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Paul Duray

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Colonel Paul Harrison Duray, MD

Colonel Paul H. Duray, Sr., M.D. was born in Albuquerque, New Mexico on April 4, 1938 and died on October 8. 2012 in Colorado Springs, Colorado of which he was a longtime resident, he was a former resident of Westwood, Massachusetts for 31 years. He was a Pathologist, a former Army Reserve doctor, and a member of the American Society of Clinical Pathologists. Paul was a renowned expert on Lyme disease and was part of a team at Yale University to discover and diagnose the disease.

At age 4, he was a survivor of the attack at Pearl Harbor on Dec 7, 1941.

Paul started his career as a medical technologist and loved it so much that he enrolled in medical school at the University of Nebraska, from which he graduated in 1971.

Thus began an illustrious career in pathology that included leading edge research in Lyme disease and melanoma, and teaching appointments at Yale, Harvard, Tufts and Boston universities. He worked at the National Cancer Institute in Bethesda, Md., Fox Chase Cancer Center in Pennsylvania, and hospitals in Massachusetts, Connecticut, and New York.

He has 176 research works and 156 publications with 24,511 citations.

Dr. Duray served in the Vietnam War. After he joined the Army Reserve and treated indigenous rural patients in Paraguay and Guatemala, and American Army dependents in Japan. During the Cold War era, he was part of a unit of the Army Reserve Medical Laboratory panel that reviewed the proposed site in England for a U.S. Army Reserve Field Hospital to be used in the case of a military conflict in Europe.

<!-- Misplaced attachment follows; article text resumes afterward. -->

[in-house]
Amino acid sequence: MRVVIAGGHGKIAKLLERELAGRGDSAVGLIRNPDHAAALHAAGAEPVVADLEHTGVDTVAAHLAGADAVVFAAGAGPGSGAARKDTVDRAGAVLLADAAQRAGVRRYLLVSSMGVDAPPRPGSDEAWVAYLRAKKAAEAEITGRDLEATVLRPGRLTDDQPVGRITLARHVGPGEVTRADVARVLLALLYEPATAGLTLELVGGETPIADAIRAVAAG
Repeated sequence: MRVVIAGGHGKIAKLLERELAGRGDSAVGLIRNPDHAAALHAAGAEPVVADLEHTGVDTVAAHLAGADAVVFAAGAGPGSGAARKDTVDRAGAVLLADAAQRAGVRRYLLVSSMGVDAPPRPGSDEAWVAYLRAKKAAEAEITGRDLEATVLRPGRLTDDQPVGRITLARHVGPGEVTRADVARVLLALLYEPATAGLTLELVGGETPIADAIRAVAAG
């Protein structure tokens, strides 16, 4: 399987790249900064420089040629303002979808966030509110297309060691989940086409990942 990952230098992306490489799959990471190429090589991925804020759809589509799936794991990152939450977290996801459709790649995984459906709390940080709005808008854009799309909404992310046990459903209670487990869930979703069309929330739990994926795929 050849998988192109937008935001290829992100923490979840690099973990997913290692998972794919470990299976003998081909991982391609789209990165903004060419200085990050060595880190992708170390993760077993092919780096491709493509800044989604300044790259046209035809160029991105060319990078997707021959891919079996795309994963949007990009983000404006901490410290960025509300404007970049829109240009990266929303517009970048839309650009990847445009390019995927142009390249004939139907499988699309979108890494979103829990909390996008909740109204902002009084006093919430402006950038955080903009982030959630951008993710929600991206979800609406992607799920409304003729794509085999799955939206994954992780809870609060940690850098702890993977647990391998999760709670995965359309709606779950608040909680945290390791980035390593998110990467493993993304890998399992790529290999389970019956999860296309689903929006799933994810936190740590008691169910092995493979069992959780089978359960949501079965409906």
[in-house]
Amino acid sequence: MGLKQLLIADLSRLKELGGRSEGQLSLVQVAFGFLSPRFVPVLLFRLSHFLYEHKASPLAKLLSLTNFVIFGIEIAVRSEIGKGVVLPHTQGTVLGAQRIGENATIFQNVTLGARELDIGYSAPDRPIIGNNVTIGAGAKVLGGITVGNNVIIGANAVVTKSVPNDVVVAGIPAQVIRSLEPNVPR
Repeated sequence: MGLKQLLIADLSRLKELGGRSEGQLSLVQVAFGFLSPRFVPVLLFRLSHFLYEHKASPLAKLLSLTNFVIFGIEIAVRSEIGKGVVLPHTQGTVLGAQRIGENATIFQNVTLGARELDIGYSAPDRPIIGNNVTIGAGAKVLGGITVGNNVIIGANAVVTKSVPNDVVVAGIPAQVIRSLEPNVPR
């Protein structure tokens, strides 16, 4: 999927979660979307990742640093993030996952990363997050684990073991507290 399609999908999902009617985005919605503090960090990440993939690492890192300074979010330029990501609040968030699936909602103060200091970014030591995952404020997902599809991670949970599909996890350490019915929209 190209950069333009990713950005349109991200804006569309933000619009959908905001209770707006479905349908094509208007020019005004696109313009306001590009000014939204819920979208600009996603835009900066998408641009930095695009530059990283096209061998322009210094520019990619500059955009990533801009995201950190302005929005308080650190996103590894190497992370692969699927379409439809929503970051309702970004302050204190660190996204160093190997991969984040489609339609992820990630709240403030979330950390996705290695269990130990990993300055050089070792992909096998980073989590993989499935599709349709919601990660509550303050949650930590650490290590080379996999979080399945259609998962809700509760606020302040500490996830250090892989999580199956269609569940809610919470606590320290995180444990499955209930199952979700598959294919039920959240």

He was eager to join the LDF’s board and became a trusted visionary of what needed to occur to find solutions to Lyme disease.

At the age of 68-70, he was called by the USA government to return to uniform and serve multiple tours in Iraq as a flight surgeon. He had just been released from the Army reserve because he was declared too old for service. Then, a few weeks later he was mandated to go to Iraq and be on the front line of the war as a helicopter flight trauma surgeon - evacuating and treating seriously injured soldiers.

He was terrified that his advanced age he was not up to going there, especially after surviving the Vietnam War. Unfortunately, he contracted Giardia in his brain and died in 2012, shortly after returning home.

When Paul heard of Karen’s spiral fractured femur. He took the time to write her a get well note and told her to take the pain meds as prescribed by the doctor because she could not otherwise start relearning to walk. It was an extraordinarily kind gesture. His experience in Vietnam taught him the reality of serious leg injuries and he did not want Karen to realize in hindsight that it was impossible to recover with temporary pain abatement.
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